All too often churches approach compensation packages in a haphazard way. They make quick decisions without much forethought and with little or no documentation. These churches are asking for trouble.
Set Reasonable Compensation
When it comes to compensation, churches must guard against excess benefit transactions. Such a transaction takes place when an employee is: (1) paid too much for the services rendered, (2) paid without the proper authority (e.g., the pastor sets his or her own compensation), or (3) receives benefits that are not approved and properly reported for tax purposes. Along with the possibility of severe penalties, excess compensation can jeopardize a church's tax exempt status.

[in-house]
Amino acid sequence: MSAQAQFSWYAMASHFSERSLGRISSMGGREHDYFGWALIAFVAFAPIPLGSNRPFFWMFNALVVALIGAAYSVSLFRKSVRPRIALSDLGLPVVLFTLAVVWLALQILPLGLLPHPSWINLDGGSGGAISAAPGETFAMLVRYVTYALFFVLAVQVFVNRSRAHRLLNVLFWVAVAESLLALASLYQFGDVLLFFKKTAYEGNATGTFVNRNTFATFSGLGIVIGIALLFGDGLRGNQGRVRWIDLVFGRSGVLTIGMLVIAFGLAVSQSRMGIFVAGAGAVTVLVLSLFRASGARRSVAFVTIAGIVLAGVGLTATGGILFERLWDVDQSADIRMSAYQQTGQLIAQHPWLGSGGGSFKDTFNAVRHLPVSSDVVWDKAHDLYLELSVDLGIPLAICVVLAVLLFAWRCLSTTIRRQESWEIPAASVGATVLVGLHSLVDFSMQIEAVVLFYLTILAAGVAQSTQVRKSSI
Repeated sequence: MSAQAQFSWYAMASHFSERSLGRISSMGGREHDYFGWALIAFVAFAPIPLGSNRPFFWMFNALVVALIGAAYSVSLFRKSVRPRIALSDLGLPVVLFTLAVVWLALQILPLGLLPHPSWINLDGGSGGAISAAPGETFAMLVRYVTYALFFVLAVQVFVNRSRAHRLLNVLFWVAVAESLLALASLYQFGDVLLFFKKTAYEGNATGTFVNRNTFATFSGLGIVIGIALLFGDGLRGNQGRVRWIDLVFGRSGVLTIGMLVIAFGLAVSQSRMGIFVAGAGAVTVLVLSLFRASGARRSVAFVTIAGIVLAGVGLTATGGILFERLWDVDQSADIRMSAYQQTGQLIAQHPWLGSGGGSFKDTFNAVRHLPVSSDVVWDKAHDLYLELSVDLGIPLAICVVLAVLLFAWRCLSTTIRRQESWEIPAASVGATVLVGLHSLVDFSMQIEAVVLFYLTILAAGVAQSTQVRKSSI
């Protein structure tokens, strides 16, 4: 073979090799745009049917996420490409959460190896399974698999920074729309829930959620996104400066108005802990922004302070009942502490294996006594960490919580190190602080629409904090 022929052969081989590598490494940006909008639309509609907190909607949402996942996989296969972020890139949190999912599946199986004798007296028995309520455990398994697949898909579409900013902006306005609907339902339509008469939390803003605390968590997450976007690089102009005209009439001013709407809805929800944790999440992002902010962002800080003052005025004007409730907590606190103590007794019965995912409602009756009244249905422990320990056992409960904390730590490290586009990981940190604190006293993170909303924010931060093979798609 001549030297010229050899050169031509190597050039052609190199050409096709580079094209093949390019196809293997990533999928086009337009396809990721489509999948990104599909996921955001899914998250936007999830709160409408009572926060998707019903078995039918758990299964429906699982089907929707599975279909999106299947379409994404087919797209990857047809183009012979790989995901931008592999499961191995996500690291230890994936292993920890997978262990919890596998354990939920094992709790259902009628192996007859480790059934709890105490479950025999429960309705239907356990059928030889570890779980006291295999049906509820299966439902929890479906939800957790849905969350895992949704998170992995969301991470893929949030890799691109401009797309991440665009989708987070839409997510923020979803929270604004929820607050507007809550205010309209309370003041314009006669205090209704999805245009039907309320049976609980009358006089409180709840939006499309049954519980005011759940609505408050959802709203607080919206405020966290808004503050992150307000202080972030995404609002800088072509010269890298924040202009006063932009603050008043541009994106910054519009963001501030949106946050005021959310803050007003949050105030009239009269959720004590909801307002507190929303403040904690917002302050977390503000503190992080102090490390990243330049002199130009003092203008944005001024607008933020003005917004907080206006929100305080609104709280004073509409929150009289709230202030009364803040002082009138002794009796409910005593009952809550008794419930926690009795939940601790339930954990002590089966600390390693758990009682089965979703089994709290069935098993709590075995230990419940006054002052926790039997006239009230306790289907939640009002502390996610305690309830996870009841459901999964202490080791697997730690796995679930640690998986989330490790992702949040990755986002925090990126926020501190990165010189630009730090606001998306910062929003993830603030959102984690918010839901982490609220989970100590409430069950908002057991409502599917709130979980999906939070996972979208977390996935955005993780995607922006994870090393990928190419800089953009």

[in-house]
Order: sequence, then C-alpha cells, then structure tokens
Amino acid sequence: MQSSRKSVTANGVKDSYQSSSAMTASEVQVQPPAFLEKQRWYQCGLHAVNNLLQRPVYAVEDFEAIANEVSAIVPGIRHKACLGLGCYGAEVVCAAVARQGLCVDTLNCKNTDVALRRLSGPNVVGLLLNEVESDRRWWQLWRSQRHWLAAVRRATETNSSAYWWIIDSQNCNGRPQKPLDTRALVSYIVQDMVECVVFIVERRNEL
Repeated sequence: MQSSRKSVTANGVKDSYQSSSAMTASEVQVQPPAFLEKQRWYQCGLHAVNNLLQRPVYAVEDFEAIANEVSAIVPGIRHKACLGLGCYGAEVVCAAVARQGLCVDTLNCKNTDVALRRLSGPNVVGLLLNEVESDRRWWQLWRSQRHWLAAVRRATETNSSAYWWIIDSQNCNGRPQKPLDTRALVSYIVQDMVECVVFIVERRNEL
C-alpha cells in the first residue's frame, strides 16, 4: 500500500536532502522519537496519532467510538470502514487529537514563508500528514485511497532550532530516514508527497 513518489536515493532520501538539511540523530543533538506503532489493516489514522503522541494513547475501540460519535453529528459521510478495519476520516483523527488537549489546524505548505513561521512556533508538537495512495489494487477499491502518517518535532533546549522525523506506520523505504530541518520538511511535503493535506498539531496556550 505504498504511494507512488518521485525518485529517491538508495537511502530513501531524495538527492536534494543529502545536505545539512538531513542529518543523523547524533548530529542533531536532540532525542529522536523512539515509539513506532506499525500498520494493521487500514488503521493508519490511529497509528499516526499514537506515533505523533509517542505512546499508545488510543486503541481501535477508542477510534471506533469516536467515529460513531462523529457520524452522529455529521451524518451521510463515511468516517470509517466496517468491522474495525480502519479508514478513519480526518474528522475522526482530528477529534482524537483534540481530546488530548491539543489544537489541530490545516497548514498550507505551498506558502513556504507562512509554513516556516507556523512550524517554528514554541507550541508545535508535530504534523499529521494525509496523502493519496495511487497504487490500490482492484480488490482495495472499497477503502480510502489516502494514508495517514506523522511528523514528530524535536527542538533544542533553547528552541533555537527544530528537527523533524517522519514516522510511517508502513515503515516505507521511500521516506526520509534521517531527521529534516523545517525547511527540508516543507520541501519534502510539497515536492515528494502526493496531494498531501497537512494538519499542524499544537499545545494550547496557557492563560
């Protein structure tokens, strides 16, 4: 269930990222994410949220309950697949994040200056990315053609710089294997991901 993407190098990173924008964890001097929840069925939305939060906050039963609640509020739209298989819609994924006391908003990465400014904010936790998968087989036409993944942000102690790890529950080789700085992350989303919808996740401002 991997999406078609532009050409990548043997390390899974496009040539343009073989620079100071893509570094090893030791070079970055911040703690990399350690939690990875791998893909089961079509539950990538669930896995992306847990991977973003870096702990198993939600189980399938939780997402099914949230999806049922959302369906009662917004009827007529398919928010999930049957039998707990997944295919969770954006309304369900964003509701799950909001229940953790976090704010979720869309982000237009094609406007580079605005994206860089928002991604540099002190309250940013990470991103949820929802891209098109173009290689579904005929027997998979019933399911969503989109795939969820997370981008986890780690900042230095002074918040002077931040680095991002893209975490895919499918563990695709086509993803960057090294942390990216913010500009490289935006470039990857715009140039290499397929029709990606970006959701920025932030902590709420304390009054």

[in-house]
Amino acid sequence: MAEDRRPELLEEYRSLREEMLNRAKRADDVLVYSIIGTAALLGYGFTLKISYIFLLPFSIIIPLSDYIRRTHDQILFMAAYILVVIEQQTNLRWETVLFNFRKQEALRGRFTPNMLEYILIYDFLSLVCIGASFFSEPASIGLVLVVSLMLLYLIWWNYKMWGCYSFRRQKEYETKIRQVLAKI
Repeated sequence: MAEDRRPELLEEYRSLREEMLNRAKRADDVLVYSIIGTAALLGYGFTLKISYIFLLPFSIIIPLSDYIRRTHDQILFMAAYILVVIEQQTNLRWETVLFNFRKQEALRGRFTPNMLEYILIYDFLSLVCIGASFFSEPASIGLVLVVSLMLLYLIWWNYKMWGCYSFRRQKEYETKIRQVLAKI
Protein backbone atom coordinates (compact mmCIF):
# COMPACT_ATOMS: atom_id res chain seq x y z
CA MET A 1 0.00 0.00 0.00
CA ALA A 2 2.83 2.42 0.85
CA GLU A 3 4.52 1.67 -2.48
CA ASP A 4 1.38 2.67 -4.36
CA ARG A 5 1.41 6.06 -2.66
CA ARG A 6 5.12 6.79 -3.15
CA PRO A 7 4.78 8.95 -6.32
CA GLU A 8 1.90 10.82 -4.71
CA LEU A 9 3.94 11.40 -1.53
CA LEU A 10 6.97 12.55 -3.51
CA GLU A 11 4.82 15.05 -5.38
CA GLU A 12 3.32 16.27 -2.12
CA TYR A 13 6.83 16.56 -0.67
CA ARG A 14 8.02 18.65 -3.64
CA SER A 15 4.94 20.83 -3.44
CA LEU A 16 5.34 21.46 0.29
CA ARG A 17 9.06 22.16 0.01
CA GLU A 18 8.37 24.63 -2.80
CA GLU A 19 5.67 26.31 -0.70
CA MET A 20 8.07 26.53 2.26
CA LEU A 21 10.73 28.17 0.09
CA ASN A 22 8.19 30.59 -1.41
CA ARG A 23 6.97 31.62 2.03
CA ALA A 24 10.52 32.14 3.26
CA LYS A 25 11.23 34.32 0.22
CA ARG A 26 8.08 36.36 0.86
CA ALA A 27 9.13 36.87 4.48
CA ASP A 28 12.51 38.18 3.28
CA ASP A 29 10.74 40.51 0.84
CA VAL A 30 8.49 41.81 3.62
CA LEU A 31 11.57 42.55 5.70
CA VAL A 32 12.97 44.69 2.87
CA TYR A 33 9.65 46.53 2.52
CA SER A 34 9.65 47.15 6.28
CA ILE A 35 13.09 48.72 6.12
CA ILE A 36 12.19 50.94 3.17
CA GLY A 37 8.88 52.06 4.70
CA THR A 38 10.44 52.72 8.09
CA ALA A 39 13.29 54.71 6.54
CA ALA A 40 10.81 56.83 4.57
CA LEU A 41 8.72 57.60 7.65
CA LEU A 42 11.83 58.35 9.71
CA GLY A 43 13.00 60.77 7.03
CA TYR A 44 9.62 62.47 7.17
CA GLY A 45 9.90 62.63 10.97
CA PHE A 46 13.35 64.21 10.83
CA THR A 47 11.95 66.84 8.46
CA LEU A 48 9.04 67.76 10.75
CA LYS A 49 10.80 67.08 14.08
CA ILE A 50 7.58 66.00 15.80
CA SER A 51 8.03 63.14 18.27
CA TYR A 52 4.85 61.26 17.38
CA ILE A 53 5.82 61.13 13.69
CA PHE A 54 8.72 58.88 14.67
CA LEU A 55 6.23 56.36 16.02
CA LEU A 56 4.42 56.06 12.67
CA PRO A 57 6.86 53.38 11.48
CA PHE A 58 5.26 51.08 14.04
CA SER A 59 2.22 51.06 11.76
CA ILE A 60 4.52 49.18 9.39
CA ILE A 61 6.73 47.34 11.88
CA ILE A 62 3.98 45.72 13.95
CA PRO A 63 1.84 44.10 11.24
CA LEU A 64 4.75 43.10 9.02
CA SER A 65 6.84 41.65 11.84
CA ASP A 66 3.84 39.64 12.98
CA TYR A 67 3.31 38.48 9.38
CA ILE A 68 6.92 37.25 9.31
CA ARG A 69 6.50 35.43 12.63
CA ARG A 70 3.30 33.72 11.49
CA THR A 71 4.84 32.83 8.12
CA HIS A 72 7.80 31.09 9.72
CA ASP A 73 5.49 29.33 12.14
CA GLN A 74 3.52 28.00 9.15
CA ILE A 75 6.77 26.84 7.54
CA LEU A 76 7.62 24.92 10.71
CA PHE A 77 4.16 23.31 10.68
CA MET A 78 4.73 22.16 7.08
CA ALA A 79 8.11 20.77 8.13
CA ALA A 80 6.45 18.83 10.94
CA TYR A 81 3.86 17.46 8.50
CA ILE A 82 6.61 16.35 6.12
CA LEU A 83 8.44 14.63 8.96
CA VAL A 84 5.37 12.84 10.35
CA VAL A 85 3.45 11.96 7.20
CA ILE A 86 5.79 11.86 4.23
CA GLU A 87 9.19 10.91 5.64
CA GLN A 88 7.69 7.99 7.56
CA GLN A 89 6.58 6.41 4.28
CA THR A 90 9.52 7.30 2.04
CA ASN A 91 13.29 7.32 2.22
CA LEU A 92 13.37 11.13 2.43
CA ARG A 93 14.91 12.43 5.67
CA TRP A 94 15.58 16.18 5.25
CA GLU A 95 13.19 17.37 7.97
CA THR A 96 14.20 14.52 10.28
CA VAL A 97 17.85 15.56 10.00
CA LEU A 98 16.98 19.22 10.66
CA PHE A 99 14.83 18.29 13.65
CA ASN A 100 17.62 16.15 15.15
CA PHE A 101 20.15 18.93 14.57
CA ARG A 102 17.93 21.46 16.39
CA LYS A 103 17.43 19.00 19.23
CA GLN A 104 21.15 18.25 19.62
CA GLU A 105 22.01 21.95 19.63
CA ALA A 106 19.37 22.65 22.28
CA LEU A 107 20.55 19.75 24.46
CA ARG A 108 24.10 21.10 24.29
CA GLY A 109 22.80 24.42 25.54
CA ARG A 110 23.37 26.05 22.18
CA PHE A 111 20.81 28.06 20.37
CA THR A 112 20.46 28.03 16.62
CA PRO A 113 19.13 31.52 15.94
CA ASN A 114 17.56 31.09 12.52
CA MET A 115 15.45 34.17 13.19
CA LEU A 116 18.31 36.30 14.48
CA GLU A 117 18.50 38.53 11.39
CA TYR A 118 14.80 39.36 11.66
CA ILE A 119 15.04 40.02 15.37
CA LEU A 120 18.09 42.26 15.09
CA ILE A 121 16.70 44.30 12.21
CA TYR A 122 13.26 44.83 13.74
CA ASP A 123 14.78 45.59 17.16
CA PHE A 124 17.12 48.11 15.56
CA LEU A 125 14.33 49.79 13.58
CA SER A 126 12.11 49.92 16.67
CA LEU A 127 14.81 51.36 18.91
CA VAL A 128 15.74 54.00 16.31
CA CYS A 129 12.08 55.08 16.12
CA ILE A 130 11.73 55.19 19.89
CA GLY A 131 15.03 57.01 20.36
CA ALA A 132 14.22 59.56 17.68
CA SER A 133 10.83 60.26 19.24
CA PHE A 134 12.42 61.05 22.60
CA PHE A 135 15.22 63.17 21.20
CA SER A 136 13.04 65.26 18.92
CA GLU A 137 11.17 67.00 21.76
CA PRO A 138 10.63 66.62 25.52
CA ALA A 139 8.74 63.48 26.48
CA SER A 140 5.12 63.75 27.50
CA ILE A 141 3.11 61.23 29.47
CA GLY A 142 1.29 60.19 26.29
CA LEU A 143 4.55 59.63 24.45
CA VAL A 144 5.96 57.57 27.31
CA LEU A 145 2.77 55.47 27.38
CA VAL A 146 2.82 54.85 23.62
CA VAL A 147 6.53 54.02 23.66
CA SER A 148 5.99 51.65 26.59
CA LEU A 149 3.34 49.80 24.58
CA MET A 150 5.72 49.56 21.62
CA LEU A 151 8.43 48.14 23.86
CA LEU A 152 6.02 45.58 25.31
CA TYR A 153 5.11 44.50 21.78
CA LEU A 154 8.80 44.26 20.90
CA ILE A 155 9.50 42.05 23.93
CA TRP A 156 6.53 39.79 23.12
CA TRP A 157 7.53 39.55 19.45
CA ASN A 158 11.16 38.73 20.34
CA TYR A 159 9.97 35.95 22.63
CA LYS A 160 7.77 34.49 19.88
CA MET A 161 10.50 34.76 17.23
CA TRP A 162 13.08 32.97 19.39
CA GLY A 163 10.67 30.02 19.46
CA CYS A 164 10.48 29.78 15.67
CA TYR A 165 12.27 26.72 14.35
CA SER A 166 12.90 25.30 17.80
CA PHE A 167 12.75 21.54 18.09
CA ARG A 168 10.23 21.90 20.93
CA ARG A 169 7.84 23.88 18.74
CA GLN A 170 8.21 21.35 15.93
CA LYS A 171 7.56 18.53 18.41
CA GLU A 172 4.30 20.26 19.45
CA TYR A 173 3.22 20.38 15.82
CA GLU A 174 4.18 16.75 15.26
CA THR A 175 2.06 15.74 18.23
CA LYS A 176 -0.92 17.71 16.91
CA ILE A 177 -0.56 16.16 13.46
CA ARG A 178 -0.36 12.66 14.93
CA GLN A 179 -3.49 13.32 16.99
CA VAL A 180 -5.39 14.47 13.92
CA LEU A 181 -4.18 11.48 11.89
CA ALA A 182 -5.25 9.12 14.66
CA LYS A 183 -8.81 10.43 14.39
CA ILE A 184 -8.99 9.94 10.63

It's essential that churches determine the maximum compensation that can be paid to an employee or minister for services rendered to the church. To prove that the maximum compensation proposed is still reasonable, churches should use outside sources of data. Here are three sources for obtaining outside data: Church Law & Tax's ChurchSalary.com, The Church Network's MinistryPay.com, and independent compensation experts. While many professionals may purport to be compensation experts, keep in mind that attorneys and CPAs are not qualified as compensation experts unless: (1) compensation consulting is their primary service, (2) they have received specialized training, and (3) they have specifically worked in this area for several years.